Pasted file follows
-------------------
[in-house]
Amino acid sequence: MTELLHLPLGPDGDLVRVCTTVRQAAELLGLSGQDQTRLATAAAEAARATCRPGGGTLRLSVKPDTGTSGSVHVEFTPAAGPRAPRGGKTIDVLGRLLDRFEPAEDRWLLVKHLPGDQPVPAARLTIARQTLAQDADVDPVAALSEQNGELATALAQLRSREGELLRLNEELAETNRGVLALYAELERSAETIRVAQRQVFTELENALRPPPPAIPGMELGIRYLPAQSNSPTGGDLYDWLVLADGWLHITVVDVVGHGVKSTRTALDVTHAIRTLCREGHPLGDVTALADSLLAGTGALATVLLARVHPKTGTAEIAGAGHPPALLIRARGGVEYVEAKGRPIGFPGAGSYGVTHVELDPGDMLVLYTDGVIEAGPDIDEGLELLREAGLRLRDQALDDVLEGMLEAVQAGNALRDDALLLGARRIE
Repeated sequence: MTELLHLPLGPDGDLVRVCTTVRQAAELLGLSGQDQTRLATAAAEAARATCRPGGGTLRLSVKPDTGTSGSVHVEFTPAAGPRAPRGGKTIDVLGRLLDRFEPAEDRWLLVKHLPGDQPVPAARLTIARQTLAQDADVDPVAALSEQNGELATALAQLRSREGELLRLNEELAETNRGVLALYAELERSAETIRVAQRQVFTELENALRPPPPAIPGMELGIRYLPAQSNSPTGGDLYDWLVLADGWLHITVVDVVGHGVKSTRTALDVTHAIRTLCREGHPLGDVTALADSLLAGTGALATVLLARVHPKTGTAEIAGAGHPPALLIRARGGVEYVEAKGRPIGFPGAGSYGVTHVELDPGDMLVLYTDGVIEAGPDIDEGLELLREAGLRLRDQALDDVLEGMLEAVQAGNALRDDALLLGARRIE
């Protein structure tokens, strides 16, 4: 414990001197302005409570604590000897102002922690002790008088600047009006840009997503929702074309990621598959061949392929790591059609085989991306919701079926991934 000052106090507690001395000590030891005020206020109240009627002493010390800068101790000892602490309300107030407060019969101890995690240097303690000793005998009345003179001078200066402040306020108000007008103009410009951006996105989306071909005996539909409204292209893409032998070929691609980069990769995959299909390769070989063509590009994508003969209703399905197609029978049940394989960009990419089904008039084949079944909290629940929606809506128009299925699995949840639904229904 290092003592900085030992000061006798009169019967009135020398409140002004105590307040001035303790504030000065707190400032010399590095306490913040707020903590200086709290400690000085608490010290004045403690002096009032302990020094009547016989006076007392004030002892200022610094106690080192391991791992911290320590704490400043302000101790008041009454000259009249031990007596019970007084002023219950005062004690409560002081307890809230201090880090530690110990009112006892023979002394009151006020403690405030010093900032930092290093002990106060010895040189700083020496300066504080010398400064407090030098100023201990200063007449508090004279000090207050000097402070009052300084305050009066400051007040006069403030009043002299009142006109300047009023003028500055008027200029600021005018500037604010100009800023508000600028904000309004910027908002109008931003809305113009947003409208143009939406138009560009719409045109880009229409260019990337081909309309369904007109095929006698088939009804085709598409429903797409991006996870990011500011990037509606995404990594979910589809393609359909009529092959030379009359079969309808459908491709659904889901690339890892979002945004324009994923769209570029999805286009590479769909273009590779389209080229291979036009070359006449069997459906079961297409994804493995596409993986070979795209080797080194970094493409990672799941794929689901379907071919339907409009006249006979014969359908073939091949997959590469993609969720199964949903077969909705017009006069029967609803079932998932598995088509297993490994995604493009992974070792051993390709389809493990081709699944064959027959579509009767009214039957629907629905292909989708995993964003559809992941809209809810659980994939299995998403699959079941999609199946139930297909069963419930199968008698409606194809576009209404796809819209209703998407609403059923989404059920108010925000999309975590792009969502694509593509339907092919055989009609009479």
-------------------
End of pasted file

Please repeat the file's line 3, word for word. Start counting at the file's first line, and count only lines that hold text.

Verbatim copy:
Repeated sequence: MTELLHLPLGPDGDLVRVCTTVRQAAELLGLSGQDQTRLATAAAEAARATCRPGGGTLRLSVKPDTGTSGSVHVEFTPAAGPRAPRGGKTIDVLGRLLDRFEPAEDRWLLVKHLPGDQPVPAARLTIARQTLAQDADVDPVAALSEQNGELATALAQLRSREGELLRLNEELAETNRGVLALYAELERSAETIRVAQRQVFTELENALRPPPPAIPGMELGIRYLPAQSNSPTGGDLYDWLVLADGWLHITVVDVVGHGVKSTRTALDVTHAIRTLCREGHPLGDVTALADSLLAGTGALATVLLARVHPKTGTAEIAGAGHPPALLIRARGGVEYVEAKGRPIGFPGAGSYGVTHVELDPGDMLVLYTDGVIEAGPDIDEGLELLREAGLRLRDQALDDVLEGMLEAVQAGNALRDDALLLGARRIE